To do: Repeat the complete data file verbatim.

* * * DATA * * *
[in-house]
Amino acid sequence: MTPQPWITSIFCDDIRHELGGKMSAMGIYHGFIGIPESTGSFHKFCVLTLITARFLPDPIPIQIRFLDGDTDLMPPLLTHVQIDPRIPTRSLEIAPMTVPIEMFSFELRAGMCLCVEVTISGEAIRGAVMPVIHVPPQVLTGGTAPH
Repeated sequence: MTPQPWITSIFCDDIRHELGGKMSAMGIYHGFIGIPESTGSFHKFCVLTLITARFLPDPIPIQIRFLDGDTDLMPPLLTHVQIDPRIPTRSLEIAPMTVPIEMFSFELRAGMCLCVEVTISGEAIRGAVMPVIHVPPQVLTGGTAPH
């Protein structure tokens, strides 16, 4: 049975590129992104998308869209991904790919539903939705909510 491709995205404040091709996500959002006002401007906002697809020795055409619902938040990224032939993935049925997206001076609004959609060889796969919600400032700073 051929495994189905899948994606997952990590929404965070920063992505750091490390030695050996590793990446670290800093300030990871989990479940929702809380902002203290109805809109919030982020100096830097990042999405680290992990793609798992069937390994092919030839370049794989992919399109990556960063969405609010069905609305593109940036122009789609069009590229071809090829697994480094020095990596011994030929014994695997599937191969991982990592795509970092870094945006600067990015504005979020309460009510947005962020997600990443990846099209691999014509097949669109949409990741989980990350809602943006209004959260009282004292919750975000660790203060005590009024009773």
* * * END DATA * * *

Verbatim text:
[in-house]
Amino acid sequence: MTPQPWITSIFCDDIRHELGGKMSAMGIYHGFIGIPESTGSFHKFCVLTLITARFLPDPIPIQIRFLDGDTDLMPPLLTHVQIDPRIPTRSLEIAPMTVPIEMFSFELRAGMCLCVEVTISGEAIRGAVMPVIHVPPQVLTGGTAPH
Repeated sequence: MTPQPWITSIFCDDIRHELGGKMSAMGIYHGFIGIPESTGSFHKFCVLTLITARFLPDPIPIQIRFLDGDTDLMPPLLTHVQIDPRIPTRSLEIAPMTVPIEMFSFELRAGMCLCVEVTISGEAIRGAVMPVIHVPPQVLTGGTAPH
């Protein structure tokens, strides 16, 4: 049975590129992104998308869209991904790919539903939705909510 491709995205404040091709996500959002006002401007906002697809020795055409619902938040990224032939993935049925997206001076609004959609060889796969919600400032700073 051929495994189905899948994606997952990590929404965070920063992505750091490390030695050996590793990446670290800093300030990871989990479940929702809380902002203290109805809109919030982020100096830097990042999405680290992990793609798992069937390994092919030839370049794989992919399109990556960063969405609010069905609305593109940036122009789609069009590229071809090829697994480094020095990596011994030929014994695997599937191969991982990592795509970092870094945006600067990015504005979020309460009510947005962020997600990443990846099209691999014509097949669109949409990741989980990350809602943006209004959260009282004292919750975000660790203060005590009024009773």